At a news conference Friday, representatives of the groups strongly rejected claims and questions about vaccine safety and ethics from reporters representing conservative and right-wing Catholic media organizations who complained that vaccine skeptics weren’t included among the speakers.
8:39 a.m.: Germany is recommending that all people who get a first shot of the AstraZeneca coronavirus vaccine switch to a different type of vaccine for their second shot. The aim is to increase the speed and effectiveness of vaccinations as the more contagious delta variant spreads.
Health Minister Jens Spahn conferred with his colleagues from Germany’s 16 states on Friday, the day after the country’s standing committee on vaccination issued a draft recommendation. In a statement, the committee said that “according to current study results,” the immune response from a mixture of AstraZeneca with an mRNA vaccine was “significantly superior” to that from two doses of AstraZeneca.
It recommended that the second dose with an mRNA vaccine — Germany uses those made by BioNTech-Pfizer and Moderna — be administered four weeks or more after the first AstraZeneca shot. That is much shorter than the nine to 12 weeks the committee recommends between two doses of AstraZeneca.
The committee, known by its German acronym STIKO, didn’t detail what studies its conclusion was based on. Germany’s disease control center noted that it was a draft, and that a final recommendation with more detail and sourcing will follow. Researchers have said that mixing vaccines is likely safe and effective, but are still gathering data to be sure.
6:57 a.m.: Banning all fans from the Tokyo Olympics is still an option with the games opening during a pandemic in just three weeks, Seiko Hashimoto, the president of the Tokyo organizing committee, said Friday.
This would be a reversal of a decision spelled out 10 days ago by organizers to allow a limited number of local fans — up to 10,000 — to attend. Fans from abroad were banned months ago as too great a risk.
The possible about-face is being forced by rising new infections in Tokyo, the appearance of the rapidly spreading delta variant, and fears that the Olympics and Paralympics with 15,400 athletes and tens of thousands of others entering Japan could turn into a super-spreader event.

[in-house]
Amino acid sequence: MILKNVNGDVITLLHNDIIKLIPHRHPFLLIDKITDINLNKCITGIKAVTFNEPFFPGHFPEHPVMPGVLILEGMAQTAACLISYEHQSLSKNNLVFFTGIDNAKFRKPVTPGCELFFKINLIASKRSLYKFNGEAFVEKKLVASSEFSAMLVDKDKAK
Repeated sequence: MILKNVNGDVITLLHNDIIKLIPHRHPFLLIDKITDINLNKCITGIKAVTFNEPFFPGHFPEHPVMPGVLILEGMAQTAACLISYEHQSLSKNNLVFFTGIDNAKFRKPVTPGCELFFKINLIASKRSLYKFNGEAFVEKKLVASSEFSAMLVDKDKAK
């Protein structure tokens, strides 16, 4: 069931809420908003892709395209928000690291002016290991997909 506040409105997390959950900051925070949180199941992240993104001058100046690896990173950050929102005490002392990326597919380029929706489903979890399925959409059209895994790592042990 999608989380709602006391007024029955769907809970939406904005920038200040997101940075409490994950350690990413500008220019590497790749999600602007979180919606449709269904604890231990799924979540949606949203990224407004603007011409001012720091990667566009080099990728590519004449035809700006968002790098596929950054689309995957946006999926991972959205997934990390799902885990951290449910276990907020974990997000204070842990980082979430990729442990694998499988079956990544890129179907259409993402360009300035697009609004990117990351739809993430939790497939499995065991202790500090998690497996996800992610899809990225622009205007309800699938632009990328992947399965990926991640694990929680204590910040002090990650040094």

“The situation of infection changes and how it will be — it is still unclear,” Hashimoto said in a Friday briefing. “But from Tokyo 2020s perspective, we also include an option of not having spectators.”
Yet another decision on fans could be announced next week after a meeting of the International Olympic Committee, local organizers, the Japanese government, Tokyo metropolitan government officials, and the International Paralympic Committee.
The government’s top COVID-19 adviser, Dr. Shigeru Omi, has said repeatedly that the safest option is without any fans. And Yuriko Koike, the governor of Tokyo, suggested Friday that has been her preference too.
6:54 a.m.: The latest alarming coronavirus variant is exploiting low global vaccination rates and a rush to ease pandemic restrictions, adding new urgency to the drive to get more shots in arms and slow its supercharged spread.
The vaccines most used in Western countries still appear to offer strong protection against the highly contagious delta variant, first identified in India and now spreading in more than 90 other countries.
But the World Health Organization warned this week that the trifecta of easier-to-spread strains, insufficiently immunized populations and a drop in mask use and other public health measures before the virus is better contained will “delay the end of the pandemic.”
The delta variant is positioned to take full advantage of those weaknesses.
“Any suffering or death from COVID-19 is tragic. With vaccines available across the country, the suffering and loss we are now seeing is nearly entirely avoidable,” Dr. Rochelle Walensky, director of the Centers for Disease Control and Prevention, said Thursday in urging more Americans to roll up their sleeves ahead of the mutant’s spread.
Amid concerns about the variant, parts of Europe have reinstated travel quarantines, several Australian cities are in outbreak-sparked lockdowns — and just as Japan readies for the Olympics, some visiting athletes are infected. The mutation is causing worry even in countries with relatively successful immunization campaigns that nonetheless haven’t reached enough people to snuff out the virus.
6:53 a.m.: As the World Health Organization draws up plans for the next phase of its probe of how the coronavirus pandemic started, an increasing number of scientists say the U.N. agency it isn’t up to the task and shouldn’t be the one to investigate.
Numerous experts, some with strong ties to WHO, say that political tensions between the U.S. and China make it impossible for an investigation by the agency to find credible answers.
They say what’s needed is a broad, independent analysis closer to what happened in the aftermath of the 1986 Chernobyl nuclear disaster.